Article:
3. P.M.: I understand that many folks think that the Americans are the bad guys. Heck, a fair portion of Americans think that. If you mean ‘supports freedom from tyranny’ when you say ‘shares my views’, then yes, I understand that the Colonial American Minutemen are not good examples of proper behavior. I also understand that different people have different views of ‘freedom’ and ‘tyranny’. I can’t help that. I can only go with what makes sense to me, with an attempt to grant a little leeway here and there if it seems prudent. An insurgency or rebellion is not inherently wrong. In many cases, of course, I (as a US citizen) am going to claim that insurgency and rebellion are just causes. Sometimes ‘freedom fighters’ really are fighting for freedom. But that doesn’t make all insurgencies and rebellions just. That doesn’t mean that anyone taking up arms against authority is a freedom fighter. The cause being fought for and the authority being fought against matter greatly. this is a point that the moral relativists almost always miss. They look at the ‘what’ and not only ignore the ‘why’, they almost always insist that the ‘why’ doesn’t matter. Doesn’t matter? It’s the heart of the matter. I’m convinced that this should be very clear to anyone who spends a moment thinking about it. RE: ‘murderous’. Yes, I realize that different people use different dictionaries, so ‘murderous’ is going to mean different things to different people. Again, I can only go with what I think makes the most sense and try to have a little understanding for those whose views don’t line up 100% with mine. You’ll notice that I said nothing of terrorism in my points about ‘insurgency’ and ‘rebellion’. I do not believe that terrorism, the direct attack on civilians in an attempt to force a governmental response, is ever justified. Killing soldiers and military personnel is not terrorism. Even killing innocent bystanders during a military battle is not terrorism, as long as they aren’t targeted intentionally and reasonable caution has been taken to avoid or minimize so-called ‘collateral damage’. Killing factory workers when you bomb a military factory or a power plant is closer to the line, in my mind, but does not cross it. Blowing up women and children in a market, or suicide bombing a mosque at prayer time, is terrorism. Car bombing a US tank in the middle of a crowded market place, too, could be terrorism, though if the US tank was using the women and children for cover it probably wouldn’t be, by my definition. (You might be surprised to learn that I’m not at all sure whether the atomic bombing of Japan in WW2 might not have been terrorism in my book, though I’m a long way from having made up my mind one way or another…) Minutemen killing Redcoats at Concord bridge or the French resistance assassinating Nazi leadership is not terrorism or murder. Baathist attacking a US Marine checkpoint on an Iraqi highway are not terrorists. Those same Baathists (if any survive) later kidnapping civilians and killing them for political reasons are terrorists and murderers.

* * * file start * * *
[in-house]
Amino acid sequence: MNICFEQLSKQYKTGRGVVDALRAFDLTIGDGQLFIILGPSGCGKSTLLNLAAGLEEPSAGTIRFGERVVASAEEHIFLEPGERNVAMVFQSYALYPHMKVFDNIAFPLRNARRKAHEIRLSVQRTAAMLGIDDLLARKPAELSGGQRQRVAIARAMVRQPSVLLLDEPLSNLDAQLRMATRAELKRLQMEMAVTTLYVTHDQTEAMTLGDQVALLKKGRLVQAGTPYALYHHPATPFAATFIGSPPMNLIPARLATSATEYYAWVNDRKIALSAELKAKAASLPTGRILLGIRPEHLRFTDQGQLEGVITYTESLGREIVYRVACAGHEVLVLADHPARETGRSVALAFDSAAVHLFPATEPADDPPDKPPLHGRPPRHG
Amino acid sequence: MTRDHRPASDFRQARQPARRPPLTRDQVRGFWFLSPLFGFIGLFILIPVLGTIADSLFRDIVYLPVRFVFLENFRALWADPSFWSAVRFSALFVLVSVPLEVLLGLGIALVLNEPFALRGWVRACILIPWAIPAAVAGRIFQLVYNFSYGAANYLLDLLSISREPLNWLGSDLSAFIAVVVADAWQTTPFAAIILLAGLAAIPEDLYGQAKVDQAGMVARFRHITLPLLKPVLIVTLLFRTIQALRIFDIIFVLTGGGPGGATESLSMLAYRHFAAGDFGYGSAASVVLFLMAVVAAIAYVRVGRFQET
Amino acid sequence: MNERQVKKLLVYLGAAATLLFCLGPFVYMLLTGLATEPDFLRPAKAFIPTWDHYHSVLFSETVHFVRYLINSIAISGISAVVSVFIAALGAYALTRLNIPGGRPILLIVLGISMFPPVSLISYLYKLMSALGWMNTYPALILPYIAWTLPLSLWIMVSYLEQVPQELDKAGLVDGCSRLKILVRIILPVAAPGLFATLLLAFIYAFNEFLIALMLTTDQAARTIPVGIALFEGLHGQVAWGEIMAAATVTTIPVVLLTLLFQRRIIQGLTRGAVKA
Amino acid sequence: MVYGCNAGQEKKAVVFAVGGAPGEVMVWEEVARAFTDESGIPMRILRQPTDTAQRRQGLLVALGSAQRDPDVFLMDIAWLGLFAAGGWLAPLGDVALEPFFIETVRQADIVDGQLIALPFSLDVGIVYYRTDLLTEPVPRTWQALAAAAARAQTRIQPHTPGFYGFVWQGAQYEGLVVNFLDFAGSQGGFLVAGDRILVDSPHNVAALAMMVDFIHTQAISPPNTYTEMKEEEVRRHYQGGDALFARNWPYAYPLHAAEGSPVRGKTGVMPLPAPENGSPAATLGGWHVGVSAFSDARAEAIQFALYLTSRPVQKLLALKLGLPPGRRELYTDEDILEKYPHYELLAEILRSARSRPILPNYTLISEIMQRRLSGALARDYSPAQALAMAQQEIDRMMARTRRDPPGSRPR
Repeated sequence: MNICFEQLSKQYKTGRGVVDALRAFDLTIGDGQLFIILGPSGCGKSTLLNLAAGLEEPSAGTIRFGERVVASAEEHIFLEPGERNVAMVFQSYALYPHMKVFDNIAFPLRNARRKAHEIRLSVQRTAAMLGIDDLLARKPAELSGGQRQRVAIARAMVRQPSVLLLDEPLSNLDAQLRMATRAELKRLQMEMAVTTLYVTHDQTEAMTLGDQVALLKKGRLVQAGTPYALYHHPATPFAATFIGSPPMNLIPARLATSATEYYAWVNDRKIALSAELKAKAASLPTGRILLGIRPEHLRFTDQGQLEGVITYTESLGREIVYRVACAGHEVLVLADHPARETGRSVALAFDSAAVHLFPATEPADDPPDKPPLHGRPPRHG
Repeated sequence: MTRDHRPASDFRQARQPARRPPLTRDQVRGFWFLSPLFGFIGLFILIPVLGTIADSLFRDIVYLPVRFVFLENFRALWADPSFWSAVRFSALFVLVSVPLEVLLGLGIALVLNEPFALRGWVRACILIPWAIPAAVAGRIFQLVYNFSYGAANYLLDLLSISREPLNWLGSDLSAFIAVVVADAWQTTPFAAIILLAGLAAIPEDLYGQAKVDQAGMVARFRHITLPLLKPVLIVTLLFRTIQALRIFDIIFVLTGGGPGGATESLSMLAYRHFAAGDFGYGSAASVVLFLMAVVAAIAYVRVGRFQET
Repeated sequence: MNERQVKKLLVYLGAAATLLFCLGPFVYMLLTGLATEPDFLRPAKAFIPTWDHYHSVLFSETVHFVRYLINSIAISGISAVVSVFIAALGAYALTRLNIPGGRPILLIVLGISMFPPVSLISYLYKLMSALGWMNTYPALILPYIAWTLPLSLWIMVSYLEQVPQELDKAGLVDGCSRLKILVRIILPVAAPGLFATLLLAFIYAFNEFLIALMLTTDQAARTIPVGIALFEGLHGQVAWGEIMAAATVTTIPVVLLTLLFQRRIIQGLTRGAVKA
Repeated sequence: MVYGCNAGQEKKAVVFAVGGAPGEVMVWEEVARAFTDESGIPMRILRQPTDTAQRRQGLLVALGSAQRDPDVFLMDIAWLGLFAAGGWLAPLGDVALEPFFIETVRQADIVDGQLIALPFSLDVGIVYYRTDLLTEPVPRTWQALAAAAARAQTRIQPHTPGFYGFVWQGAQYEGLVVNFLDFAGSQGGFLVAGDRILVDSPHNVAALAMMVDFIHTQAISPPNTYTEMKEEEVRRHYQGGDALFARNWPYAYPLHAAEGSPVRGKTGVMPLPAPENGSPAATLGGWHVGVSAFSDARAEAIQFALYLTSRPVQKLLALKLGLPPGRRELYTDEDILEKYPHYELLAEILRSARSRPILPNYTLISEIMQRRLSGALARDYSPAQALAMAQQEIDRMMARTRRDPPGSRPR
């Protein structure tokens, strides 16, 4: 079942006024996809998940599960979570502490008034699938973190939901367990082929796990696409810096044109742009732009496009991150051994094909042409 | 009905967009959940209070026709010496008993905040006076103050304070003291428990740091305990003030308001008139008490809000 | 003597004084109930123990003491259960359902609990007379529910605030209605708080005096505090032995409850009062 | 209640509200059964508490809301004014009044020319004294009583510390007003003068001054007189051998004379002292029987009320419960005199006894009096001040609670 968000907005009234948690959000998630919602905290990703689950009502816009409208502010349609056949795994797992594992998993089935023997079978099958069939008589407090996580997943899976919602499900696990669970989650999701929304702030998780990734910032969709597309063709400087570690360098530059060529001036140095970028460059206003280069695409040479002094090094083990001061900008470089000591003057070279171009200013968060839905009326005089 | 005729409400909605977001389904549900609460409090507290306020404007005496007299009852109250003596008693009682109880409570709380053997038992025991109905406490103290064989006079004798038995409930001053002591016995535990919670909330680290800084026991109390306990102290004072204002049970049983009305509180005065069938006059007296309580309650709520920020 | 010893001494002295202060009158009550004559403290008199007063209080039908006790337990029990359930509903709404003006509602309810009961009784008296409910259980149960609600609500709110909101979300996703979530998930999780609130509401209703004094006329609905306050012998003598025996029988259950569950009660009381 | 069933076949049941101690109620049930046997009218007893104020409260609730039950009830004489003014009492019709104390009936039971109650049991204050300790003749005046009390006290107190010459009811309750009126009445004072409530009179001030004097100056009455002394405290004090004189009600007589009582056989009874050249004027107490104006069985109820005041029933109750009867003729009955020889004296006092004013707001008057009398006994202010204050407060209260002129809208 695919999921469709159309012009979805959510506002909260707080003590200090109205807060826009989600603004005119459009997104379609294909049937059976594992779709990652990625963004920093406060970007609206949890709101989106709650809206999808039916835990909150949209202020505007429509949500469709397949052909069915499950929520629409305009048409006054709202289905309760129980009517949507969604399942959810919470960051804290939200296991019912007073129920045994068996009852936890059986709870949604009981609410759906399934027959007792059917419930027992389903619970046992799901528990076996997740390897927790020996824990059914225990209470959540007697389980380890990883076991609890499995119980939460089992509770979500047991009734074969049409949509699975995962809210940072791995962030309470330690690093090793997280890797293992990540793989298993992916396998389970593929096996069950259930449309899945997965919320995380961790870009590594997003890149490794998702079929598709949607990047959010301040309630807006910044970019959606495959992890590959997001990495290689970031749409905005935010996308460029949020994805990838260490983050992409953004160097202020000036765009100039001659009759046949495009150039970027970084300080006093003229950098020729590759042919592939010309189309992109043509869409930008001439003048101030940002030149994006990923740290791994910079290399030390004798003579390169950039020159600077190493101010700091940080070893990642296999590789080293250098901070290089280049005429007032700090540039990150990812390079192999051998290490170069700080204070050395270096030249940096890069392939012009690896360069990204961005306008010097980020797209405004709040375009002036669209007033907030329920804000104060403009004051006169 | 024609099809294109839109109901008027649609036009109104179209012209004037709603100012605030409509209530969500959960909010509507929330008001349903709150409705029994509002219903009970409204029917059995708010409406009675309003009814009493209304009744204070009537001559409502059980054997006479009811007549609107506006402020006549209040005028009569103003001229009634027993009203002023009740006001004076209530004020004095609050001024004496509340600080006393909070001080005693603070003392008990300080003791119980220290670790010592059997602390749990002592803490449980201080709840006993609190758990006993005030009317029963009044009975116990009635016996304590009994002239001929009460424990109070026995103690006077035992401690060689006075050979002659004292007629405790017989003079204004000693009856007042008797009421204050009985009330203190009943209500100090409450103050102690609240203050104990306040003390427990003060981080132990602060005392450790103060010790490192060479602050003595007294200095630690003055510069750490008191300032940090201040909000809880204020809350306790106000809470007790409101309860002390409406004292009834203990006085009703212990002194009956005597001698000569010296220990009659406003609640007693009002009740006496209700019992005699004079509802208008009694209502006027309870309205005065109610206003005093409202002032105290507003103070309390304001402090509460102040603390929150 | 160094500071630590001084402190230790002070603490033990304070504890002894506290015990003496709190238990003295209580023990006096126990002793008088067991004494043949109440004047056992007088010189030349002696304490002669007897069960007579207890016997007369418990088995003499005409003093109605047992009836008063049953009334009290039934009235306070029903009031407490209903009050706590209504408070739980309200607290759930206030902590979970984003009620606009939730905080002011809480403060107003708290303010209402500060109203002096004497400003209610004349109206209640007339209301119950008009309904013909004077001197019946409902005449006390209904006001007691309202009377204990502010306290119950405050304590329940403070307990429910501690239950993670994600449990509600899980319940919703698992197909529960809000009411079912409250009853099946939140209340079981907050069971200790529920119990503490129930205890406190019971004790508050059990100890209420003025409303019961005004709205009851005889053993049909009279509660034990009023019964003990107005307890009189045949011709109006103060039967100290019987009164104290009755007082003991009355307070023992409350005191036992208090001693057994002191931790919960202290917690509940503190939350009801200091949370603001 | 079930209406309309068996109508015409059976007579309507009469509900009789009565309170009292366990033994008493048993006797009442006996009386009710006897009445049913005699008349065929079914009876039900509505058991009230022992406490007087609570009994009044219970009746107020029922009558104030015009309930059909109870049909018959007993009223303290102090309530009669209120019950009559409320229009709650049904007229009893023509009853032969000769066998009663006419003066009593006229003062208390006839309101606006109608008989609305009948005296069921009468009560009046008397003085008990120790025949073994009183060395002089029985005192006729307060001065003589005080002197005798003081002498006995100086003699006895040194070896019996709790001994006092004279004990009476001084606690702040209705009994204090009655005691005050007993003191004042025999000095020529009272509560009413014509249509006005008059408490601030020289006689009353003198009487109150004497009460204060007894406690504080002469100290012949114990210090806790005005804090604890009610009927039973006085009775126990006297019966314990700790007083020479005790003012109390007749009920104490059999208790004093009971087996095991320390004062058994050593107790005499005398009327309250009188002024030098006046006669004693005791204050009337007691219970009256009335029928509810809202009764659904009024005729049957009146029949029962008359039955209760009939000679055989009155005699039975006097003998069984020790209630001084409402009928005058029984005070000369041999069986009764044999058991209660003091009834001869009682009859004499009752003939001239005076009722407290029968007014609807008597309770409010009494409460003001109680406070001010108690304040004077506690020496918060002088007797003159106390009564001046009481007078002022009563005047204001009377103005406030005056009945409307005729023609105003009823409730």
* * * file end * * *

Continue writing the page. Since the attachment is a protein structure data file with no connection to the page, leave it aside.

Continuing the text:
4. It looks as though I’ve prodded you into examining and stating where you are coming from, your assumptions, which is what I wanted. That has brought out a serious difference in our vocabularies. In my book, the attacks you mention in your last paragraph or two really were murderous, that is, as a description of their nature. However, I don’t mean by that to condemn the French resistance – as you say, such things can be right. But language is a tool, and redefining something as ‘not murderous’ is just making it harder to use language, like making accurate descriptions of planetary movements while using the earth as a centre (early copernican calculations gave worse accuracy than the refined ptolemaic ones, by the way). When I said that the minutemen were bad guys to people of my culture and background, I am bringing out the fact that many people still align more with British Empire traditions than with US ones. To me, their actions were wrong, because they fell just the wrong side of the thinking that exonerated the French Francs Tireurs of 1870 – no last minute adoption of identifying apparel, enough to count as a uniform and identify a combatant. And, of course, I don’t see the legitimate grievances of the colonists as significant justification for independence (creating just another tyrant, when George III wasn’t actually a tyrant). For the purposes of this discussion, you can’t simply draw a parallel and use the minutemen as positive examples –